International Women’s Day: Crime Stories We Love with Women at the Helm

Happy International Women’s Day, Agora readers!


As an all-female team who publish some pretty wonderful women, every day is a celebration of women and their stories. But as its Women’s History Month in the UK — and IWD today! — and because we tend to relate everything back to our favourite books, we’ll seize the opportunity to cheer a little louder.

We’ve been in a very crime fiction mood recently, between publishing Thicker Than Water and Death of a Doll, so today, let’s celebrate some of our favourite crime stories with women at the helm.


Nancy Drew

Nancy Drew was created in 1930 as a counterpart to the successful Hardy Boys Series, but, girl, did she hold her own. Her creation and popularity helped nudge other female detective series into fruition, and her own lasted an amazing 175 titles with multiple spin offs. Her admirers range from Barbara Streisand to Supreme Court Justice Ruth Bader Ginsburg, so it’s not an exaggeration to say that Nancy Drew inspired many women into ‘unconventional’ roles and to pursue their passions. We love female characters who are driven, inquisitive and stand their ground in a room full of men, all of which Nancy thrives at, which makes her one of our female crime favourites. Also, shout out to the Nancy Drew Girl Detective series, because Nancy scooting around in a hybrid car and solving crimes on her cell phone is a stylish and eco-friendly symbol of both the adaptability and the timelessness of the female spirit.


Thicker Than Water by Jean Saunders

Not-so-shameless plug, here, but we’re just so excited to have our very own female detective, Alexandra Best, from our recently published Jean Saunders title, Thicker Than Water. She’s skeptical in all the right places, driven to a deadline, and, unabashedly, not afraid to have a good time. We love a woman who knows what she wants and, more importantly, gets what she wants. Our girl Alexandra drives a fast-paced story and solves a mean missing persons case, and we’re so happy to have her on our list.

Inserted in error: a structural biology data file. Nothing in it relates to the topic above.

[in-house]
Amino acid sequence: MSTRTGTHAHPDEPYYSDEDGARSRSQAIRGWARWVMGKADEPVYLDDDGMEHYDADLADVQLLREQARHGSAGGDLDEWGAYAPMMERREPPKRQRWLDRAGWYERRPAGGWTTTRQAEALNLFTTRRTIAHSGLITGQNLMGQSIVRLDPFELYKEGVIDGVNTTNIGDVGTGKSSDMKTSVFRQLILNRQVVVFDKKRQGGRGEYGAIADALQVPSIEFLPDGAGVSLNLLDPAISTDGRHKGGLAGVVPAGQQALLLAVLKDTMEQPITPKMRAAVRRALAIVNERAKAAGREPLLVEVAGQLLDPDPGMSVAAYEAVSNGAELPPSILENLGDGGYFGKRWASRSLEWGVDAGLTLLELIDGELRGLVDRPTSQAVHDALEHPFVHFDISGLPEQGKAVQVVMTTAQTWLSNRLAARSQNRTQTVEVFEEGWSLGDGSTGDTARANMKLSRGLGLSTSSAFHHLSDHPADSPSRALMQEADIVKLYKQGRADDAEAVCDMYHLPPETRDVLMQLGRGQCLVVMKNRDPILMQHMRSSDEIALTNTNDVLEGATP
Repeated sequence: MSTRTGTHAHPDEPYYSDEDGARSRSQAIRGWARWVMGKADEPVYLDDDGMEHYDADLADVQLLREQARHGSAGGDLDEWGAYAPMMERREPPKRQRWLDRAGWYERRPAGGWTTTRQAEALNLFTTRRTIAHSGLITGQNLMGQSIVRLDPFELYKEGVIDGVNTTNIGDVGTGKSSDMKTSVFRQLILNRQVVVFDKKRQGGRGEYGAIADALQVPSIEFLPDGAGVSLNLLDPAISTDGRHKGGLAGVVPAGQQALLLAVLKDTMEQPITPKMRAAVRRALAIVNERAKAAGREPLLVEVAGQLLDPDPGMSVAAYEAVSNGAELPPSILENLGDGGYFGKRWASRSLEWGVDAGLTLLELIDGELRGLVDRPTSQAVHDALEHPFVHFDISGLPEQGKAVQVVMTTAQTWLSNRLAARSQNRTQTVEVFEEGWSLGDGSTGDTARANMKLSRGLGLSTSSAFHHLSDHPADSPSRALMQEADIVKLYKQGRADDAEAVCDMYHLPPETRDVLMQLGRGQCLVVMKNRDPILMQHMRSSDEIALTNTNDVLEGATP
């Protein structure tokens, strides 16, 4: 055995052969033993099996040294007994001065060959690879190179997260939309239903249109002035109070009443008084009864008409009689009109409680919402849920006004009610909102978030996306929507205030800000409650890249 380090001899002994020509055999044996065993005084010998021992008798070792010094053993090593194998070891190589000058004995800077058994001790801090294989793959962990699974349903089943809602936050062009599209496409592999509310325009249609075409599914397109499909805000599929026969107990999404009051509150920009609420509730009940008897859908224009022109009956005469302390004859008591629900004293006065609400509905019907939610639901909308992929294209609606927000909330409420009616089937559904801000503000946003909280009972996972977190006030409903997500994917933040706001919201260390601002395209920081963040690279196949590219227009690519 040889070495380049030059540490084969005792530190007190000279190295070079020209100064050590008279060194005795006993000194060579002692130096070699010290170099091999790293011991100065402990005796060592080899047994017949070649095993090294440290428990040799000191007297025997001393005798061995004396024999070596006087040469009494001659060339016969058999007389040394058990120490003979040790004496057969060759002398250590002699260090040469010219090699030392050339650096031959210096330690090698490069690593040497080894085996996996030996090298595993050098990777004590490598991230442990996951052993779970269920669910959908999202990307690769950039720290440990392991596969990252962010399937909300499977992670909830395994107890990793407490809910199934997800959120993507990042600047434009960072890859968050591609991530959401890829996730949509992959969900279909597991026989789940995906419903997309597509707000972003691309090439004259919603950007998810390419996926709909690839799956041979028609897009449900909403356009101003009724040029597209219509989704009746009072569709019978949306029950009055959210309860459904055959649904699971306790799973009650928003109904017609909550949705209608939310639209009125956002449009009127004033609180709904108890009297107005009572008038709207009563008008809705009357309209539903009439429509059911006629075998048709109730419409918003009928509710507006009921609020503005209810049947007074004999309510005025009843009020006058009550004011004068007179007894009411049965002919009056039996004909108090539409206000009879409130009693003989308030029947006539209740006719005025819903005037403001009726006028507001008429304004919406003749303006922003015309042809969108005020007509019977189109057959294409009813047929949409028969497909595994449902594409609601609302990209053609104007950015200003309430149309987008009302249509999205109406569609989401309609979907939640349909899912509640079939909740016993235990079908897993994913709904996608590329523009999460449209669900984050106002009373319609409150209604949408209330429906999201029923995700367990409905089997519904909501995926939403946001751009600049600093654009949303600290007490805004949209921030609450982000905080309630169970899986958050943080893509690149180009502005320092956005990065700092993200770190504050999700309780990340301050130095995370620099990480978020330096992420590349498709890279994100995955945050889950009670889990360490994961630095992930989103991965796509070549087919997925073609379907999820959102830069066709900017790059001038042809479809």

The Girl on the Train by Paula Hawkins

Believe it or not, we do occasionally take our heads out of classic crime and dive into the contemporary best sellers. The Girl on the Train has been in everyone’s hands and on everyone’s screen for the past few years, and while this story doesn’t immediately scream female empowerment, the end (as twisted as it gets) is a big show of what can be done when women finally work together. The Girl on the Train tackles a big story of abuse, from emotional to physical to substance, and just when you think you can’t bear any more lies and confusion, you’re left throwing a fist into the air for Rachel and Anna’s freedom that they had to work together to find.


4.50 from Paddington by Agatha Christie

What feminist list of crime stories is complete without an appearance from the Dame? Complete with another train reference, we offer up 4.50 from Paddington which is pushed along by Christie’s fantastic leading lady, Miss Marple. I’m sure it would be preaching to the choir to tell you the path that Christie forged not just for female crime writers, but for all female writers. We’re grateful for this Queen of Crime who can weave a mystery like no other, and for her marvelous amateur detective who is unapologetically intelligent and intuitive and manages to be completely logical while still engaging in a respectable amount hijinks through her ridiculous methods (voluntarily choking on a fish sandwich to solve a crime is truly a ‘who thinks of that?’ moment).


I’ll Be Gone in the Dark by Michelle McNamara

Perhaps we’re going a bit rogue here, but we think Michelle McNamara is a completely valid reason to throw a little true crime on the list. I’ll Be Gone in the Dark is not about women, in theory; but what started out as an investigation into one of the most heinous serial killers has become an inspiration for what it means for women to dive into their passion — no matter how taboo — wholeheartedly. Through her research, McNamara coined the term that authorities began to use in their investigations, ‘Golden State Killer’, which many believe to be proof of McNamara’s influence on the investigation that eventually resulted in the arrest of the killer. She opened the eyes of many to the fascinating world of true crime, brought attention to community that was terrified by the Golden State Killer, and has continued to be a shining voice for women seeking justice well after her death.


As always, thank you for reading, and be sure to tweet us @AgoraBooksLDN with your favourite female-focused crime story!